We looked forward to our first walk and picnic at Bonshaw this year. It is one of our favourite walking areas and we like to visit it at various times from spring through fall. We hadn’t been there since post tropical storm Fiona blew through late last September and we knew the area had been damaged, but we were not prepared for the devastation.
The playground area is deceptive. There is little visible damage around the open space and equipment in that area and one would think all is well at Bonshaw.
One has to look closely along the perimeter to notice tree stumps. Entry to the main trail breaks the illusion quickly however.
My husband and I were quiet for a long time as we walked the main trail, taking in the sight before us. An area which once had shade from the canopy even before the leaves come out, looked as it it had been clear cut. Words escaped us.
On both sides of the trail, it was the same, an occasional tree survived but most had not. Some trees now make lean-tos with the survivors, prevented from falling by the more stalwart individuals. Other trees took the root systems with them as they toppled, making pancakes of earth and roots which stand vertically now taller than we are.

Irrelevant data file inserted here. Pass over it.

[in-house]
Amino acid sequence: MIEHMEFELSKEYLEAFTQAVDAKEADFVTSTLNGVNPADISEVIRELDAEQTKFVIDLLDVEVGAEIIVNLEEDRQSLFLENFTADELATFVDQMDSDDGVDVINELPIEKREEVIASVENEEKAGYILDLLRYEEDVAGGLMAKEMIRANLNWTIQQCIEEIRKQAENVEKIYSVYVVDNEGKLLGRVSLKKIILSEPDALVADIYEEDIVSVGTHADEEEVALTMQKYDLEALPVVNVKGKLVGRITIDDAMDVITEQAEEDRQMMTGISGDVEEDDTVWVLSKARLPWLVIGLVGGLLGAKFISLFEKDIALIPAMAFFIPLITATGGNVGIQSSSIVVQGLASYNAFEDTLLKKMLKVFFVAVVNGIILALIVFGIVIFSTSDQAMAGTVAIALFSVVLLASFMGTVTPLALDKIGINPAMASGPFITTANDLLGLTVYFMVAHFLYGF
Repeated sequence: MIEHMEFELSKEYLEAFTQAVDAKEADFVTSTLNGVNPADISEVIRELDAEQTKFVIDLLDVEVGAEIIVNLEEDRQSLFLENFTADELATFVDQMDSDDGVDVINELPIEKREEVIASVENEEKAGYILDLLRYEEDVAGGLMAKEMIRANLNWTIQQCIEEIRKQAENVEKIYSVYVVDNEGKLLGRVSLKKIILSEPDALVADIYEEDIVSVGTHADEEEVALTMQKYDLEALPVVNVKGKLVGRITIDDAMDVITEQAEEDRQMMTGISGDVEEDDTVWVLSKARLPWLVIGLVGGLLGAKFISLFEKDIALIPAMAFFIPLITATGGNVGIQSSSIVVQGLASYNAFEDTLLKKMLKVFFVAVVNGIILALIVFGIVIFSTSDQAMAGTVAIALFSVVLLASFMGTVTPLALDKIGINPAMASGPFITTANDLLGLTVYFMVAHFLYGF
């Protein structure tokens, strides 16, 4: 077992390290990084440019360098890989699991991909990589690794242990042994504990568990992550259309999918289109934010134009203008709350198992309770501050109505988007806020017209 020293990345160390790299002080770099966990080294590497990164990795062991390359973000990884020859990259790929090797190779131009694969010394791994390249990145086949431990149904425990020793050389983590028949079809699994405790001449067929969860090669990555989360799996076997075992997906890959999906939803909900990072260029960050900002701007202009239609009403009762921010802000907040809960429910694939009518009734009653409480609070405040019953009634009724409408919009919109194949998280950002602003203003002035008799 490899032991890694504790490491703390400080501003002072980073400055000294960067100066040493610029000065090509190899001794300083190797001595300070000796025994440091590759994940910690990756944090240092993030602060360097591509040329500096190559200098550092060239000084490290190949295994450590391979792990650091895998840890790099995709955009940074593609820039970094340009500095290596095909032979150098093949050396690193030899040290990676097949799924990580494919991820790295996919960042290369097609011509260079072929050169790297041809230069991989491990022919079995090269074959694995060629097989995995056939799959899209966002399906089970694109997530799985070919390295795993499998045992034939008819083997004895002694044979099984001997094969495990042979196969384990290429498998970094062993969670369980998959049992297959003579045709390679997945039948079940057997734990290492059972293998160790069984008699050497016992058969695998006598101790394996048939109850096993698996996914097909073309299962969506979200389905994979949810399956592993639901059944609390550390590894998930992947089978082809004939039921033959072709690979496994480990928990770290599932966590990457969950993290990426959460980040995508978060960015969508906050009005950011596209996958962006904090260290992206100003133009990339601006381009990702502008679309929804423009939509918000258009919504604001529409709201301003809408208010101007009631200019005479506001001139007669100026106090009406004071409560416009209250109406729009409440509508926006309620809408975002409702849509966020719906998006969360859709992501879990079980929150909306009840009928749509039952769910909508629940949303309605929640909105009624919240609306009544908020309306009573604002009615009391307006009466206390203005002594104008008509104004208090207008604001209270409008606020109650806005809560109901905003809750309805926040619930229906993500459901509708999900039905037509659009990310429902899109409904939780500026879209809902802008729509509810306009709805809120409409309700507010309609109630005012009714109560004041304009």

People had worked hard to open these trails again, as trees across paths had been cut and left along the margins. It will be generations before this area returns to its former glory. Autumn certainly won’t be the same with the canopy destroyed as it is.
I am undergoing physiotherapy for my left arm and shoulder, injured when I fell off my bike. I am doing better this week but it is slow going. My husband suggested I have a new electric three wheeler however I am not ready to give up the two wheels yet. Now, I realize aging is a reverse of childhood when one is eager to go from three wheels to two. Reluctance is the dominant feeling these days though safety will win the day.
Finally this week, the leaves are almost out on the trees and blooms are out on the trails. Overhead, the blooms and blue sky remind us to enjoy what is!